In conclusion, I want to say a little more about what integrates the different anti-psychiatrists. The word 'anti-psychiatry' is not without meaning, but it does seem difficult to define precisely. Anti-psychiatry tends to be seen as a passing phase in the history of psychiatry (Tantam, 1991). In this sense it was an aberration, a discontinuity with the proper course of psychiatry. However, it is difficult to accept there was no value in the approach and what may be more beneficial is to look for the continuities, rather than discontinuities, with orthodox psychiatry (Gijswijt-Hofstra & Porter, 1998).

As discussed in the section on 'Psychiatry and its critics', what is clear is that mainstream psychiatry saw anti-psychiatry as a threat. This challenge to the biomedical hypothesis may be the uniting feature of anti-psychiatry. What is not so apparent is why this challenge needs to be seen as 'anti', 'other' and therefore outside psychiatry. After all, the biomedical approach is not the only model or paradigm in psychiatry. For example, the recent critique by Bentall (2003) utilises empirical, cognitive science. Bentall is a clinical psychologist and other mental health professionals may find it easier than psychiatrists to adopt an alternative to the biomedical model. However, although models of mental illness may be used to defend professional roles, they are not intrinsically tied to them. Bentall's book is an attack on mainstream psychiatric practice, and it arises not merely because of his professional allegiance.

Biopsychological and social approaches by psychiatrists themselves have not always been well articulated or appreciated for what they are. For example, the psychobiology of Adolf Meyer (Winters, 1951&2) is commonly criticised for its vague generalities (see chapter 11). Similarly, Arthur Kleinman's (1978) version of social psychiatry may be identified with cross-cultural psychiatry. Its implications, therefore, become restricted to that sphere rather than having a more general impact on mainstream psychiatry.

By contrast, anti-psychiatry stated its critique of biomedical psychiatry in a trenchant manner. As pointed out in the previous section, in fact it tended to go a step further in its opposition to the notion of psychopathology altogether. There was variation in this respect with, for example, some seeing the Italian reform as insufficiently radical because of its tendency to accept the possibility of organic aetiology of mental illness and its willingness to use psychotropic medication. Nonetheless, since the criticisms of anti-psychiatry were first stated, the nature of mental illness has tended to be subsumed under an 'anti-psychiatric' or a 'pro-psychiatric' position.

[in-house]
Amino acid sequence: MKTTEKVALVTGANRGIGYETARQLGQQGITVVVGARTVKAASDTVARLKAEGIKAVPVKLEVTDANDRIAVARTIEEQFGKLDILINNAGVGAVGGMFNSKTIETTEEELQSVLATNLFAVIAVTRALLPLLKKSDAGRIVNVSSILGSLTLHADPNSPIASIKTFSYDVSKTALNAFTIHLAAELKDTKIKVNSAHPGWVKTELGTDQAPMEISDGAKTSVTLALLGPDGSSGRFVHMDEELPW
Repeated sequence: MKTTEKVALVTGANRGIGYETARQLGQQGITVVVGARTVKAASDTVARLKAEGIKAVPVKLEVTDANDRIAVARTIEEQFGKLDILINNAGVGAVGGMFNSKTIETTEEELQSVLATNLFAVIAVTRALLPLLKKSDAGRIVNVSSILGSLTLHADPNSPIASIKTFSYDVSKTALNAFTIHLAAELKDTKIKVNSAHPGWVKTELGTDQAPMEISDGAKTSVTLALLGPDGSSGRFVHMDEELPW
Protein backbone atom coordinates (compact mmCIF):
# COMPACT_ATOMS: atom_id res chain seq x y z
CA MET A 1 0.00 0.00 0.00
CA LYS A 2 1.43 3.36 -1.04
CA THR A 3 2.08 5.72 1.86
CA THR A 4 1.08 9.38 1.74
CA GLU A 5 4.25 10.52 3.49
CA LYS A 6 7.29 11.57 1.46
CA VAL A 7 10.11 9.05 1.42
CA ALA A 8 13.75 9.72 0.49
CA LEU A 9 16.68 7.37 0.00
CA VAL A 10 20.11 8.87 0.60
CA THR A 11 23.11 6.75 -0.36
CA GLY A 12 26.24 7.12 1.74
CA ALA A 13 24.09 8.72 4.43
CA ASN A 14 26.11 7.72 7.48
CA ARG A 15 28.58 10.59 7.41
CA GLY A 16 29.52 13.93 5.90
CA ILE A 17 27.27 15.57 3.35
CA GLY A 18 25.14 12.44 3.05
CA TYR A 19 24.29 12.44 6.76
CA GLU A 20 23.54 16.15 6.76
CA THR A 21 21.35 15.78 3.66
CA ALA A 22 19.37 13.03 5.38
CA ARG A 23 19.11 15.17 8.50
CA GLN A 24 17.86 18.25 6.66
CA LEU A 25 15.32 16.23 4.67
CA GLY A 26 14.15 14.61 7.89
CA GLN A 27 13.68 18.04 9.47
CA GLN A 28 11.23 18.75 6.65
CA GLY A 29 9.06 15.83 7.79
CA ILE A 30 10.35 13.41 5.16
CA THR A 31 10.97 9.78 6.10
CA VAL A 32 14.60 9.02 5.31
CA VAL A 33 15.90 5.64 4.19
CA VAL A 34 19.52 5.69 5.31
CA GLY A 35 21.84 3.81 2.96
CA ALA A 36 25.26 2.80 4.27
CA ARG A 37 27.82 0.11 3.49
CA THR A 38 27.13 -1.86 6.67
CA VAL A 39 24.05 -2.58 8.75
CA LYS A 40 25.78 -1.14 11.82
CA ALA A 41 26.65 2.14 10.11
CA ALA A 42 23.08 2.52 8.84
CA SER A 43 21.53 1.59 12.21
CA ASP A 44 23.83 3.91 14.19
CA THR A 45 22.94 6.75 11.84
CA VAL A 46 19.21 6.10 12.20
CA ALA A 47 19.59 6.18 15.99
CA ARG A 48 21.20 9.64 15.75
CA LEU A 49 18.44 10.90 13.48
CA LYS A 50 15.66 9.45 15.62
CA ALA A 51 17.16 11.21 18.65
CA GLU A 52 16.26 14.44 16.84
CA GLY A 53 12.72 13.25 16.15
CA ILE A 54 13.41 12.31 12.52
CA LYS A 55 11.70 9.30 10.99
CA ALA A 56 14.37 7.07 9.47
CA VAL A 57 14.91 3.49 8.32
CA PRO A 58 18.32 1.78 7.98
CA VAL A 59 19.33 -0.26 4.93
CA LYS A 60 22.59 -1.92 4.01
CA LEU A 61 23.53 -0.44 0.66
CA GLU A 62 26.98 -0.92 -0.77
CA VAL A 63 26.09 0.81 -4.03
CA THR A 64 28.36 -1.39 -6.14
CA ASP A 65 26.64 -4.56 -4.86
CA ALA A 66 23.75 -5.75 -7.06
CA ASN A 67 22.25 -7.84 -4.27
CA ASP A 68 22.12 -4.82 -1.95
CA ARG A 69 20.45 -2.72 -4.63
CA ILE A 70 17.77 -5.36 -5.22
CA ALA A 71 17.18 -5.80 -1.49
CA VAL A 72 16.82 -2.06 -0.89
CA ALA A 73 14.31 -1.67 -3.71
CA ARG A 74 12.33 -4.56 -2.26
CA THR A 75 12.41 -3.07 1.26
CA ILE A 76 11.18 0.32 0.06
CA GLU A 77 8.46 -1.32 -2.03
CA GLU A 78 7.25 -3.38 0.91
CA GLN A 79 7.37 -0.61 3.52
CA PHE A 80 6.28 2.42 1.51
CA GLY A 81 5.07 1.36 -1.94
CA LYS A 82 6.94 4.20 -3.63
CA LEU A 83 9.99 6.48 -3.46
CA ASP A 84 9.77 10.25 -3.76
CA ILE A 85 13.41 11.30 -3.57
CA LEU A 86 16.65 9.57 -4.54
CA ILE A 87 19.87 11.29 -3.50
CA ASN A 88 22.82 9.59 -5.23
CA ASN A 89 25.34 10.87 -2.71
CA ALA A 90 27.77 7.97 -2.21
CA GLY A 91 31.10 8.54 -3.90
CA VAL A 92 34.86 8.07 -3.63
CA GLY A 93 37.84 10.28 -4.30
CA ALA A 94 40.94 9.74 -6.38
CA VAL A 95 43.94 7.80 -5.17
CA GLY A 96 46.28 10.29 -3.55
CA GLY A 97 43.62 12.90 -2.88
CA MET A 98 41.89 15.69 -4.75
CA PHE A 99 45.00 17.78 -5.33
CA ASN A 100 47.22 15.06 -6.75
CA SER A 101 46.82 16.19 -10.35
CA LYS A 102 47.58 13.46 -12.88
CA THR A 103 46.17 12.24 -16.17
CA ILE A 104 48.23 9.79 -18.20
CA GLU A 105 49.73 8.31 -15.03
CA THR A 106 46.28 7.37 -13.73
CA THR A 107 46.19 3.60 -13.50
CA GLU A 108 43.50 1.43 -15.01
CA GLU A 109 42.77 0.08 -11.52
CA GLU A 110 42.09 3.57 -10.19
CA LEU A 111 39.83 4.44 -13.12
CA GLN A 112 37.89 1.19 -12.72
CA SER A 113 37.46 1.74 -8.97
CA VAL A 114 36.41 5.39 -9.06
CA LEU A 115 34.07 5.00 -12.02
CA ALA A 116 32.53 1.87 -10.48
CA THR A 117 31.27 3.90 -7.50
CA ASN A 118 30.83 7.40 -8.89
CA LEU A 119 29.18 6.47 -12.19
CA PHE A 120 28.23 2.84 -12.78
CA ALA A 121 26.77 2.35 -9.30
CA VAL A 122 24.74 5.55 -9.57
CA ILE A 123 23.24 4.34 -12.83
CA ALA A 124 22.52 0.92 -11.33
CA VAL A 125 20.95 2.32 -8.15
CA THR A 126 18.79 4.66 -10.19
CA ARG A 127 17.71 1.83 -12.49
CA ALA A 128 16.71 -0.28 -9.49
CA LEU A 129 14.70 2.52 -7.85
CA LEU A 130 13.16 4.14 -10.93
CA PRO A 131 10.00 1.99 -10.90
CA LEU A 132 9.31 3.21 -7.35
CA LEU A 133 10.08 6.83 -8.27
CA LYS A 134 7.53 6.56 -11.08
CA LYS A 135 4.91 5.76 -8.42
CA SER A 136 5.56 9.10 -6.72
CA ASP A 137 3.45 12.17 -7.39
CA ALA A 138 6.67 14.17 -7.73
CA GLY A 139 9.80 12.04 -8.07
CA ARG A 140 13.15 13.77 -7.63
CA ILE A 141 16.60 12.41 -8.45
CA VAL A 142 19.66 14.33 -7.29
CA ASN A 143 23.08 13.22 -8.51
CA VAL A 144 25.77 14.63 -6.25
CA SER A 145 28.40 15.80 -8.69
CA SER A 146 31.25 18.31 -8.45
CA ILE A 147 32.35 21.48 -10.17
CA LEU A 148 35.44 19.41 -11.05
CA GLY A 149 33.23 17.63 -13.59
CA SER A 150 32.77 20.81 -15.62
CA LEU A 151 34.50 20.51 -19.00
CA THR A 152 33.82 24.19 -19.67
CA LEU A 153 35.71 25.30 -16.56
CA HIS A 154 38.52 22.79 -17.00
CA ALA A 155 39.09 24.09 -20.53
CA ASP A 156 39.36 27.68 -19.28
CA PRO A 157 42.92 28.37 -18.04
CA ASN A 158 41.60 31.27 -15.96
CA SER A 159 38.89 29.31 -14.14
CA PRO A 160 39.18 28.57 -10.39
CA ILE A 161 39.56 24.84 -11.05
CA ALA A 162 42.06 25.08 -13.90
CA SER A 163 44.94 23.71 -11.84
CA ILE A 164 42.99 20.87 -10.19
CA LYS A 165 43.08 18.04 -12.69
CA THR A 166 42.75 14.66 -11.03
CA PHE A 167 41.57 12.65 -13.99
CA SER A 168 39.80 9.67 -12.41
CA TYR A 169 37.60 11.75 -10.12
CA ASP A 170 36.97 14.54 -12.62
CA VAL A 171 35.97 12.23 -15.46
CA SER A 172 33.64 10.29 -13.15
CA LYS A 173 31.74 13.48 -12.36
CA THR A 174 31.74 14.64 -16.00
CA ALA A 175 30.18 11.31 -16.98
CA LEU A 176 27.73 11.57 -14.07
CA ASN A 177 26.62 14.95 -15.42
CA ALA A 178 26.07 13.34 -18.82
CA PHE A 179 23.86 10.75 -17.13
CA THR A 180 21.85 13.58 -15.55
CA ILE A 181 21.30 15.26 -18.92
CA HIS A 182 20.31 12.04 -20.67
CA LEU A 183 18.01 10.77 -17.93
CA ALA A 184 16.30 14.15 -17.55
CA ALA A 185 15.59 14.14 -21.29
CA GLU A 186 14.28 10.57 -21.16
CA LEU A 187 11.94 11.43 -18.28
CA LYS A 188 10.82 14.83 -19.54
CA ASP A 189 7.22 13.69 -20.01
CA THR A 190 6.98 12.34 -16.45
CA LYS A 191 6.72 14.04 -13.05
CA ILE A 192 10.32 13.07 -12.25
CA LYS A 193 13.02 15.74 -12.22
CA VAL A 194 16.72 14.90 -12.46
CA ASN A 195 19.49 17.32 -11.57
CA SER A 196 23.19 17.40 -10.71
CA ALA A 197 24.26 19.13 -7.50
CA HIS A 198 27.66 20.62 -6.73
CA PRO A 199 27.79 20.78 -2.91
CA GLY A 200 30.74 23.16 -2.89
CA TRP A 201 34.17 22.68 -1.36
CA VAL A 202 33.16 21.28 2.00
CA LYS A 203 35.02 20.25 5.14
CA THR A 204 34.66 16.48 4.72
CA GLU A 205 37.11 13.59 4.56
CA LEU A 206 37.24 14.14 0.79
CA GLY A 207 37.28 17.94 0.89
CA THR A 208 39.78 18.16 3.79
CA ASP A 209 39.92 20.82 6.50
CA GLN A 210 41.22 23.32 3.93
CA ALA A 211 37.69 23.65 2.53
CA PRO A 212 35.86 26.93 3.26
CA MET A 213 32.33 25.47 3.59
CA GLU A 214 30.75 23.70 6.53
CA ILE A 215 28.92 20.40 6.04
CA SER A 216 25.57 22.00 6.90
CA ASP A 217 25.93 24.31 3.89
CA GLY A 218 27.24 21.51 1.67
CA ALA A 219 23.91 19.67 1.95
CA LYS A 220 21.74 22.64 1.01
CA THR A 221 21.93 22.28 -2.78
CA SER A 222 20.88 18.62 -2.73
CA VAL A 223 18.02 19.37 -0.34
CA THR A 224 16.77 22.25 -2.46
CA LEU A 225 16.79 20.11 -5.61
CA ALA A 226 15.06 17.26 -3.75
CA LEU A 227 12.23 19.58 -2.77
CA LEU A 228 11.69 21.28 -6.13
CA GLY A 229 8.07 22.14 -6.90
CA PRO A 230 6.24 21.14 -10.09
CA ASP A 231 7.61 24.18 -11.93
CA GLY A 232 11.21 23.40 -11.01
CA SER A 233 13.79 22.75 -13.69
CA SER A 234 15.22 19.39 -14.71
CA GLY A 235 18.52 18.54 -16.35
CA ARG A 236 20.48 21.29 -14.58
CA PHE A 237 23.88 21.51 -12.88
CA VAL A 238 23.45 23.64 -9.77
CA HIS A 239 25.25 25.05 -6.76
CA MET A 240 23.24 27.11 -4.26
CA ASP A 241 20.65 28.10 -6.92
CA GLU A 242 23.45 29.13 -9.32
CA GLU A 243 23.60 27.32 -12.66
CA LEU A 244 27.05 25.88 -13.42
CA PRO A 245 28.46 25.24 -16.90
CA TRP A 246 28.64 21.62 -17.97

It seems essential to move beyond this polarisation. Whether this will be better expressed in relation to post-modernism and, in particular, a Foucauldian perspective (Bracken & Thomas, 2001) or a more pragmatic synthesis with psychosocial foundations (Double, 2002) remains to be seen.

Jones (1998) has suggested that objectification of the mentally ill makes psychiatry part of the problem rather than necessarily the solution to mental illness. This may be the essential feature of "the 'anti' element in anti-psychiatry". This notion fits with the interests of the 'anti-psychiatrists' in the negative effects of institutionalisation in the asylums (Goffman, 1961). For example, both Berke and Redler came from the USA to work with Maxwell Jones at Dingleton. Basaglia was also initially interested in this work. Cooper and Laing experimented with therapeutic alternatives to avoid the objectifying nature of the psychiatric hospital. Anti-psychiatry became identified with the closure of the traditional asylum. A constructive outcome of 'anti-psychiatry' could be seen as the therapeutic communities of the Philadelphia Association and the Arbours Crisis Centre.

No doubt anti-psychiatry had its excesses. Ultimately Cooper, and possibly Laing, were more interested in seeking personal liberation than changing psychiatry. Few would want to go as far as Szasz in proposing running a society without specific mental health law. However, the term anti-psychiatry clearly covers more than these immoderate aspects. An historical analysis, of which this chapter is intended to be a part, should help to create a more reasonable evaluation of its merits.